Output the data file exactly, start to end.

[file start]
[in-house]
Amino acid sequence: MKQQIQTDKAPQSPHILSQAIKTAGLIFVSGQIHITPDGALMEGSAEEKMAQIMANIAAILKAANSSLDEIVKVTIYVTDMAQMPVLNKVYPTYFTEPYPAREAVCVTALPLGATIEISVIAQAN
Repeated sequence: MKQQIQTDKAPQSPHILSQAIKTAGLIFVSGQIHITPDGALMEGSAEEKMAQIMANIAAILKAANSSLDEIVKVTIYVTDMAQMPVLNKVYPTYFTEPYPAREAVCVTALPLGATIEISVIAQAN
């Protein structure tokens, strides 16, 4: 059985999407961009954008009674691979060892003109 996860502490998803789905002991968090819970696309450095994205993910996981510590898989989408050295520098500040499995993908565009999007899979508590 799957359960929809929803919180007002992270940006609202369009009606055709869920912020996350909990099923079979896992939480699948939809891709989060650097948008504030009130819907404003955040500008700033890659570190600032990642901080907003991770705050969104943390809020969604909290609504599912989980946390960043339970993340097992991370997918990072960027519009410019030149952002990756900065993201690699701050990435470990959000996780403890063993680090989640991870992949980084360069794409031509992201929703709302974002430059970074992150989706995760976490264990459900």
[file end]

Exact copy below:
[in-house]
Amino acid sequence: MKQQIQTDKAPQSPHILSQAIKTAGLIFVSGQIHITPDGALMEGSAEEKMAQIMANIAAILKAANSSLDEIVKVTIYVTDMAQMPVLNKVYPTYFTEPYPAREAVCVTALPLGATIEISVIAQAN
Repeated sequence: MKQQIQTDKAPQSPHILSQAIKTAGLIFVSGQIHITPDGALMEGSAEEKMAQIMANIAAILKAANSSLDEIVKVTIYVTDMAQMPVLNKVYPTYFTEPYPAREAVCVTALPLGATIEISVIAQAN
């Protein structure tokens, strides 16, 4: 059985999407961009954008009674691979060892003109 996860502490998803789905002991968090819970696309450095994205993910996981510590898989989408050295520098500040499995993908565009999007899979508590 799957359960929809929803919180007002992270940006609202369009009606055709869920912020996350909990099923079979896992939480699948939809891709989060650097948008504030009130819907404003955040500008700033890659570190600032990642901080907003991770705050969104943390809020969604909290609504599912989980946390960043339970993340097992991370997918990072960027519009410019030149952002990756900065993201690699701050990435470990959000996780403890063993680090989640991870992949980084360069794409031509992201929703709302974002430059970074992150989706995760976490264990459900």